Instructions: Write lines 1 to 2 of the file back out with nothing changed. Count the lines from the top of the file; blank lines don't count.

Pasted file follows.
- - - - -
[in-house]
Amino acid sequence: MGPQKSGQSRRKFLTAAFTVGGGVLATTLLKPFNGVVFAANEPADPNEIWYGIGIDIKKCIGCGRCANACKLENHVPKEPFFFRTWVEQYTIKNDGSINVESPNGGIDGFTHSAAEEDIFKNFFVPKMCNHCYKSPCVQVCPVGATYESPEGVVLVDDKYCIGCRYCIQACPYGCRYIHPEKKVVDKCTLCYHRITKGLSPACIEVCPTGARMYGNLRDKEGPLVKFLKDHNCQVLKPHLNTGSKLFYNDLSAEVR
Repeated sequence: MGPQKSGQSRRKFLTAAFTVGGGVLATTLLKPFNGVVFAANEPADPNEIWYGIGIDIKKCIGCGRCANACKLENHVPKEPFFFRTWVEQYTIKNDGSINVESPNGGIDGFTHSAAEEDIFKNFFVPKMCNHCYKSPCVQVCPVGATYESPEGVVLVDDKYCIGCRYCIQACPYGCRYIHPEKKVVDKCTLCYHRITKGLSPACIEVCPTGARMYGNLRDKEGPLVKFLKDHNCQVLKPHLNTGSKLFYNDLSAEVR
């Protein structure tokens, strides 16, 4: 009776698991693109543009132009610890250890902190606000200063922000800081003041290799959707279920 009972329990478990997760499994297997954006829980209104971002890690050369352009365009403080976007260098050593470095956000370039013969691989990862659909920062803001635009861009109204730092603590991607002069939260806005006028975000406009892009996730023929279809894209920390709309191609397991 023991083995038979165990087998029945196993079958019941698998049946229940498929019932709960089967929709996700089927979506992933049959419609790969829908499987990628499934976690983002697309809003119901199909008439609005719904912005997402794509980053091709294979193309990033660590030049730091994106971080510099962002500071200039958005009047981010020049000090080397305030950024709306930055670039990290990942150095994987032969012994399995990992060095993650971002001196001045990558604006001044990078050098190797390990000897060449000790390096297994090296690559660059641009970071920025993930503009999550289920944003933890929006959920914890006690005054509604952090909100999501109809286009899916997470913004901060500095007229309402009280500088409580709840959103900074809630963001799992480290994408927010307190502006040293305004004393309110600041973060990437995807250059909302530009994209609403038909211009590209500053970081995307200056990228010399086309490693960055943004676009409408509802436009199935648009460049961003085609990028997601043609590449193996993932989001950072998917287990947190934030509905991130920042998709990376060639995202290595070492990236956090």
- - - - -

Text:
[in-house]
Amino acid sequence: MGPQKSGQSRRKFLTAAFTVGGGVLATTLLKPFNGVVFAANEPADPNEIWYGIGIDIKKCIGCGRCANACKLENHVPKEPFFFRTWVEQYTIKNDGSINVESPNGGIDGFTHSAAEEDIFKNFFVPKMCNHCYKSPCVQVCPVGATYESPEGVVLVDDKYCIGCRYCIQACPYGCRYIHPEKKVVDKCTLCYHRITKGLSPACIEVCPTGARMYGNLRDKEGPLVKFLKDHNCQVLKPHLNTGSKLFYNDLSAEVR